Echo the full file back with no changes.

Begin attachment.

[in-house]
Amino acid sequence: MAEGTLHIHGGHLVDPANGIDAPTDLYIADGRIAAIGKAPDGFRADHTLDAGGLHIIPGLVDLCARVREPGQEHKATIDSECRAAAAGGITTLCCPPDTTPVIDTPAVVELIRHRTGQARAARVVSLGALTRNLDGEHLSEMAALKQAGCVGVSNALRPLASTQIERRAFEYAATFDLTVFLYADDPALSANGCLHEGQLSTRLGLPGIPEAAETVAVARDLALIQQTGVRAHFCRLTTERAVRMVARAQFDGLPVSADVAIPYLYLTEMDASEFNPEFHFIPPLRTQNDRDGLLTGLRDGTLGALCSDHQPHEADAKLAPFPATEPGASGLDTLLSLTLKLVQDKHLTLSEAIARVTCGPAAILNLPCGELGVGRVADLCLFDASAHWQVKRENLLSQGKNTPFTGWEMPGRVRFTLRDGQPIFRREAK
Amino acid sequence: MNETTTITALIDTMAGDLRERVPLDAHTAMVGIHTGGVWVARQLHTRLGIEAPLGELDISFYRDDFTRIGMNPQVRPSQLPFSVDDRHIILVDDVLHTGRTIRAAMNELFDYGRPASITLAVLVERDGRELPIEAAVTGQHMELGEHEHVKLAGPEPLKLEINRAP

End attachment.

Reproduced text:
[in-house]
Amino acid sequence: MAEGTLHIHGGHLVDPANGIDAPTDLYIADGRIAAIGKAPDGFRADHTLDAGGLHIIPGLVDLCARVREPGQEHKATIDSECRAAAAGGITTLCCPPDTTPVIDTPAVVELIRHRTGQARAARVVSLGALTRNLDGEHLSEMAALKQAGCVGVSNALRPLASTQIERRAFEYAATFDLTVFLYADDPALSANGCLHEGQLSTRLGLPGIPEAAETVAVARDLALIQQTGVRAHFCRLTTERAVRMVARAQFDGLPVSADVAIPYLYLTEMDASEFNPEFHFIPPLRTQNDRDGLLTGLRDGTLGALCSDHQPHEADAKLAPFPATEPGASGLDTLLSLTLKLVQDKHLTLSEAIARVTCGPAAILNLPCGELGVGRVADLCLFDASAHWQVKRENLLSQGKNTPFTGWEMPGRVRFTLRDGQPIFRREAK
Amino acid sequence: MNETTTITALIDTMAGDLRERVPLDAHTAMVGIHTGGVWVARQLHTRLGIEAPLGELDISFYRDDFTRIGMNPQVRPSQLPFSVDDRHIILVDDVLHTGRTIRAAMNELFDYGRPASITLAVLVERDGRELPIEAAVTGQHMELGEHEHVKLAGPEPLKLEINRAP